Legal Rights of Nursing Home Residents
Nursing homes have been defined as private institutions
that furnish shelter, feeding and care for sick, aged, or infirm persons. They
are not strictly considered hospitals, in that they do not necessarily render
actual medical treatment, but may be considered hospitals for certain purposes,
depending on various statutes that may govern their operation.
Federal regulations distinguish among four types of
health care facilities, starting with those that offer the lowest level of
nursing care, "adult boarding facilities," then "residential care facilities,"
"intermediate care facilities," and finally, those that offer the highest level
of nursing care -- "skilled nursing facilities." Different standards apply
depending on how an institution is classified. State and federal governments
regulate skilled nursing facilities and intermediate care facilities,
particularly with respect to their participation in Medicare and Medicaid.
National standards for nursing homes serving as "extended care facilities" are
contained in the Federal Medicare Health Insurance Program for the Aged.
Under federal guidelines, each nursing facility must
develop and implement written policies and procedures prohibiting mistreatment,
neglect, or abuse of residents. A resident in such a nursing facility is
entitled to receive verbal and written notice of the rights and services to
which he or she is entitled during his/her stay in the facility. This notice
must be give prior to or upon admission, and periodically throughout the
resident's stay, in a language the resident understands. The resident must
acknowledge his or her receipt of such notice in writing.
- Nursing home residents have the right to see
family members, ombudspersons or other resident advocates, physicians,
service providers, and representatives of the state and federal government.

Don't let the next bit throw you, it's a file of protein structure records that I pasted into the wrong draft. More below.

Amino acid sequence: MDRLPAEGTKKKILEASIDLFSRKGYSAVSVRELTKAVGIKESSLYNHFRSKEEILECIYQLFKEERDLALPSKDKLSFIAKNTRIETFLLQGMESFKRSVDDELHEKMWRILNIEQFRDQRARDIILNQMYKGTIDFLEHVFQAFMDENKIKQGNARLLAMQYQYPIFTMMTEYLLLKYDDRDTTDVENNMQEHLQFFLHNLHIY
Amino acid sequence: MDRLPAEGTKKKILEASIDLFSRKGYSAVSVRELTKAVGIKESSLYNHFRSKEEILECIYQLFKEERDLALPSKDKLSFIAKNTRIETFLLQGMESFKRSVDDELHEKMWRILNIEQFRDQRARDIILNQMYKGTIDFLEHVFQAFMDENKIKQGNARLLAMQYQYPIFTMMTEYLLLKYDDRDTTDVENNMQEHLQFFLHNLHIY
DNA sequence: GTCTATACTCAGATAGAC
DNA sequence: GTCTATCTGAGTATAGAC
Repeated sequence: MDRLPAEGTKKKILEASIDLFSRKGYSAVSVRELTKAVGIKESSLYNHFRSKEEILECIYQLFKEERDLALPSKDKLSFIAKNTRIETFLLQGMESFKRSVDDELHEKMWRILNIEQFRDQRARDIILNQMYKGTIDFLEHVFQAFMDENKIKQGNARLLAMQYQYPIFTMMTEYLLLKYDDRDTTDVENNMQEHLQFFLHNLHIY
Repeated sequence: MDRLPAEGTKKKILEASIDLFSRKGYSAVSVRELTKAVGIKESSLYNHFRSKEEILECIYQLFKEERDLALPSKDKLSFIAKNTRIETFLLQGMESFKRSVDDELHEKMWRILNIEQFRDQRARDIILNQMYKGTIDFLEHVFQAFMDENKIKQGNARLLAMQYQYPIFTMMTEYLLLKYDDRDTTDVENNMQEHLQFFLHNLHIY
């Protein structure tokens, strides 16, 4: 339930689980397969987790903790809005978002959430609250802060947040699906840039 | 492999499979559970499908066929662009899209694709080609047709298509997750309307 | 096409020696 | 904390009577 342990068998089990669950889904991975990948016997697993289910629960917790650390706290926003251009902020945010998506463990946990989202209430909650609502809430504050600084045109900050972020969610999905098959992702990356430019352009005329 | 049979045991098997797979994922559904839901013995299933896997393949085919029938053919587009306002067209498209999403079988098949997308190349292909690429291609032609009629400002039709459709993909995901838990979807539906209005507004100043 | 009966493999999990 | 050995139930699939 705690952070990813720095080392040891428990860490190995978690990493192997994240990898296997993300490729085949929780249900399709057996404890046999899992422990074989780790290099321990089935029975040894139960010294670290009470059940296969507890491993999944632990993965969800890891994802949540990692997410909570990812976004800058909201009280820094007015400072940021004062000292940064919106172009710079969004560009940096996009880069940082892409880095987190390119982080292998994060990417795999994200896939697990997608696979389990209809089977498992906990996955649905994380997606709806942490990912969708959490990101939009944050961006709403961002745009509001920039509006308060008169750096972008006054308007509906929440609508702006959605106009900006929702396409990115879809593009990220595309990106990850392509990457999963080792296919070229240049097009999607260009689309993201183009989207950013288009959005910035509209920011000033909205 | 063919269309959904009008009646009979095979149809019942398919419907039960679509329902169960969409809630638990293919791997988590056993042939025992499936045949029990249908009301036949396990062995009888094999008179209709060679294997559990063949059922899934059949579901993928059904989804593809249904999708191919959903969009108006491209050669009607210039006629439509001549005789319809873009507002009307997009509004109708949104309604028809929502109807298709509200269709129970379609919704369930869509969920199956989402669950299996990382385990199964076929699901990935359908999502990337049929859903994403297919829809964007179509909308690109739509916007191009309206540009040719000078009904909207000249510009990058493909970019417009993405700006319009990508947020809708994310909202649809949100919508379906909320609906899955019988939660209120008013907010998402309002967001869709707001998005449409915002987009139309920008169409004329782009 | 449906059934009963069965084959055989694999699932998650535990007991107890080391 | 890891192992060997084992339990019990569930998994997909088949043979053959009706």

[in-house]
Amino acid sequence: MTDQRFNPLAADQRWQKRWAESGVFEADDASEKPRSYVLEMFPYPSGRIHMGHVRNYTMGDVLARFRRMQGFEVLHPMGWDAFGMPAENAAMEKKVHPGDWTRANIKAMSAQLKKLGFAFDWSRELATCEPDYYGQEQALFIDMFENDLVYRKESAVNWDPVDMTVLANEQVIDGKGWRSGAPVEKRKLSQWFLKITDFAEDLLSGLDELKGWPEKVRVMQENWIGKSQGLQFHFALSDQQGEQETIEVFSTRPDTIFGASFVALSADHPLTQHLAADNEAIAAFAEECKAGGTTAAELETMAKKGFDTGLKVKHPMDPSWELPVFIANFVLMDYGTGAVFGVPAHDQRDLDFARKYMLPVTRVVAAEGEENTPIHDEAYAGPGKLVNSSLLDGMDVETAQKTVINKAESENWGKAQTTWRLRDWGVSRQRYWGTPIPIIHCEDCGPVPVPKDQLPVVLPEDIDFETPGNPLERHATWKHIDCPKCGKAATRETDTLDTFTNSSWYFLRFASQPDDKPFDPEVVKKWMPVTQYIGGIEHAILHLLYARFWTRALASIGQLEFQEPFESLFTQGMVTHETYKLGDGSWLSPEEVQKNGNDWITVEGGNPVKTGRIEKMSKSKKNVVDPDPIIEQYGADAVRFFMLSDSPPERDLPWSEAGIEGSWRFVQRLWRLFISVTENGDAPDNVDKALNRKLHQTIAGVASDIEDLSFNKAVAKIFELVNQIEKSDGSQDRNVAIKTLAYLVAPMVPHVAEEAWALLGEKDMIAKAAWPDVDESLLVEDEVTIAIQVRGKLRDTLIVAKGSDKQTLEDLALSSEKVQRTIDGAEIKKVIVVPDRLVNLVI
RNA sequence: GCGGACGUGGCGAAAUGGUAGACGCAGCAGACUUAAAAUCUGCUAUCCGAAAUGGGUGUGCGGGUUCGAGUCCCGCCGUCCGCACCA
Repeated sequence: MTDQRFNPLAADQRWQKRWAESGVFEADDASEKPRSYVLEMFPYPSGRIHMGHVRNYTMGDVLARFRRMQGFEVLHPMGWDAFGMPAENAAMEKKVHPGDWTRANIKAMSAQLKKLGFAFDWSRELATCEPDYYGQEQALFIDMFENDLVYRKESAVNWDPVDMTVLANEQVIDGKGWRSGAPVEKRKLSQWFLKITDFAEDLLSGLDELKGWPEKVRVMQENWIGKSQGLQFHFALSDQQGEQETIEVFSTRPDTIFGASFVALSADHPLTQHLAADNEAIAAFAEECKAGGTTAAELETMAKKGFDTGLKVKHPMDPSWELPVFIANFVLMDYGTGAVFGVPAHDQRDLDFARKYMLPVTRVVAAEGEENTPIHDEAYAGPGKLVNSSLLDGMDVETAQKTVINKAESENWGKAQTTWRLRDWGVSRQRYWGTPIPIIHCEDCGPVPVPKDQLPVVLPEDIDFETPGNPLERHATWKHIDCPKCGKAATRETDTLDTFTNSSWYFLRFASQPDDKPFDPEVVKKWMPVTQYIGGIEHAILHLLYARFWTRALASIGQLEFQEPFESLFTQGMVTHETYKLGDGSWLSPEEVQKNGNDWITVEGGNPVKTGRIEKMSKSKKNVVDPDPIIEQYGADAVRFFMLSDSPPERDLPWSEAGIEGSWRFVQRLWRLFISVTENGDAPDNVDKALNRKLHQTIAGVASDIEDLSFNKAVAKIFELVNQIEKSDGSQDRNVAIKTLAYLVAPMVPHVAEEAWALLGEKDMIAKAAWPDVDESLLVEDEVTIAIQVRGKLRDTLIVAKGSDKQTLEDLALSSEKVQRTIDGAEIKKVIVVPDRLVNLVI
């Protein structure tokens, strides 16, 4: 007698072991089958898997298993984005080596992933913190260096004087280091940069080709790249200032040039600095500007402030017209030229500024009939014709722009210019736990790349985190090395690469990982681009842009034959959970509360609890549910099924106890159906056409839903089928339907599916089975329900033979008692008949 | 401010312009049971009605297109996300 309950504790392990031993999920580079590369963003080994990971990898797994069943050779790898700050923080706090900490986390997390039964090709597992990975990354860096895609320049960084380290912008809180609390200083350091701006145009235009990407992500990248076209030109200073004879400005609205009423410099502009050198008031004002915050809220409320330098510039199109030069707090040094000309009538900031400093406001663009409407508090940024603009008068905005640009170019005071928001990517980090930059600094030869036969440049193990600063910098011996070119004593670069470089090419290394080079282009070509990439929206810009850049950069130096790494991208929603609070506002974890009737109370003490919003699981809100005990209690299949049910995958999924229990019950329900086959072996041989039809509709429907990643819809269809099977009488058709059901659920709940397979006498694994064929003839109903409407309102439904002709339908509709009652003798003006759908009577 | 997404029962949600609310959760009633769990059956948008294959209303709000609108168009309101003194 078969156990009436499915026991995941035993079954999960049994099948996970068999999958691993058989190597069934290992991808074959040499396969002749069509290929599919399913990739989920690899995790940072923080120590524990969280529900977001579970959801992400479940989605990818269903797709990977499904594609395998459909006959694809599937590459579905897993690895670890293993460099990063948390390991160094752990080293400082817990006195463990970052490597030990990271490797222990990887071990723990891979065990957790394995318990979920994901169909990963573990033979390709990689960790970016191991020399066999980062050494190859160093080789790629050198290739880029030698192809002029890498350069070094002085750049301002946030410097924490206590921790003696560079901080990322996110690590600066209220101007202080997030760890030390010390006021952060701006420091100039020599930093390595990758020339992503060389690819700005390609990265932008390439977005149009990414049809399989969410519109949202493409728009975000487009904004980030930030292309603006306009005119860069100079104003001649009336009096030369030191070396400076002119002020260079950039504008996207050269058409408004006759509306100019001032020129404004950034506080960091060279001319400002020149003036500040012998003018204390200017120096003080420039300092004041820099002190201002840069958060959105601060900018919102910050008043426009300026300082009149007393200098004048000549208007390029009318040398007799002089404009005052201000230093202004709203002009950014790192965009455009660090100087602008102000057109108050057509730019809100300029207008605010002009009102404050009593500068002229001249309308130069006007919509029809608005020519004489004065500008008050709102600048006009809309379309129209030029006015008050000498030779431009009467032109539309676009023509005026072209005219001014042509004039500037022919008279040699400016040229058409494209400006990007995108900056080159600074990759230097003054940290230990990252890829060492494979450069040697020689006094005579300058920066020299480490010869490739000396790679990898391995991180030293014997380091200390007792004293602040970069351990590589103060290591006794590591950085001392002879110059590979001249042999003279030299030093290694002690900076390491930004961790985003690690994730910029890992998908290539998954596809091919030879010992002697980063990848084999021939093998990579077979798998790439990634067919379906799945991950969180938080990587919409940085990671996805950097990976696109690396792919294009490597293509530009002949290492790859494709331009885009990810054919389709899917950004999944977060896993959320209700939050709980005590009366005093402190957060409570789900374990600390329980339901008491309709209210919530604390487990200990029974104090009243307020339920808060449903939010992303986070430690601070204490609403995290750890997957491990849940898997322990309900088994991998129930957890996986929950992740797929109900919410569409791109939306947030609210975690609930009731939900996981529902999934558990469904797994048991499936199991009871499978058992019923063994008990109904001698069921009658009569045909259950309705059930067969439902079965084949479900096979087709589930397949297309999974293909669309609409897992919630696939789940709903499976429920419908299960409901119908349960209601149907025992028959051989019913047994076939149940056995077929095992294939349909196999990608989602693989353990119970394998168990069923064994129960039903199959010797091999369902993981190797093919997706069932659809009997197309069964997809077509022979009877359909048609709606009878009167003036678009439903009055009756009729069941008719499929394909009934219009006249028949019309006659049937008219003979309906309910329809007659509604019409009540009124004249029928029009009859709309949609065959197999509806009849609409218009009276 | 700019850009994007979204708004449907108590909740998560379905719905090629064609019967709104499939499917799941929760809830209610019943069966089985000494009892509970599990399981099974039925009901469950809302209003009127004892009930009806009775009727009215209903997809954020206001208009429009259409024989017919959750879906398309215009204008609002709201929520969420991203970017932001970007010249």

- Residents may keep and use their personal
possessions and clothing unless doing so would endanger health and safety.
- Residents have the right to apply for and receive
Medicare and Medicaid benefits and cannot be asked to leave a home because
they receive such benefits.
- A nursing home must treat all individuals the
same, regardless of whether they are private payers or Medicare or Medicaid
- Residents have the right to keep their clinical
and personal records confidential.
- Residents are entitled to lists of what services
are paid by Medicare and Medicaid and the additional services for which the
residents will be charged, plus the fees for those services.
- Nursing home residents have the right to choose
their own personal physician.
- Residents have the right to be fully informed
about their medical care.
- Residents have the right to participate in the
planning of their care and treatment.
- Nursing home residents have the right to refuse
- Residents have the right to be free from mental
and physical abuse.
- Nursing home residents cannot be kept apart from
other residents against their will.
- Residents cannot be tied down or given drugs to
restrain them if restraint is not necessary to treat their medical symptoms.
- Residents have the right to raise grievances and
have them resolved quickly.
- Residents may participate in social, religious,
and community activities to the extent that they do not interfere with the
rights of other residents.
- Residents cannot be required to deposit their
personal funds with the nursing home, and if they request that the home
manage their funds, the home must do so according to state and federal
- Residents have the right to privacy, including in
their rooms, medical treatment, communications, visits, and meetings with
family and resident groups.
- Residents have the right to review their medical
records within twenty-four hours of making a request.
- Nursing home residents have the right to review
the most recent state inspection report relating to the home.
- Residents must be given notice before their room
or roommate is changed, and residents can refuse the transfer if the purpose
is to move them from a Medicare bed to a Medicaid bed or vice versa.
- Residents have the right to stay in the nursing
home and can only be removed if it is necessary for the resident's welfare,
the resident no longer needs the facility's services, it is necessary to
prevent harm to the health or safety of others in the facility, the resident
fails to pay after reasonable notice, or the facility ceases to operate.
- Nursing home residents and their representatives
have the right to thirty days' notice of a proposed transfer or discharge,
and they have the right to appeal.
- Before transferring residents for hospitalization
or therapy, the nursing home must inform them of the length of time that
their beds will be held open for their return, called the "bedhold period."
- Nursing home residents returning from a hospital
or therapeutic leave after expiration of the bedhold period have the right
to be readmitted as soon as the first semi-private bed becomes available.
- Residents must be informed of their rights upon
admission, and must be given their rights in writing if so requested.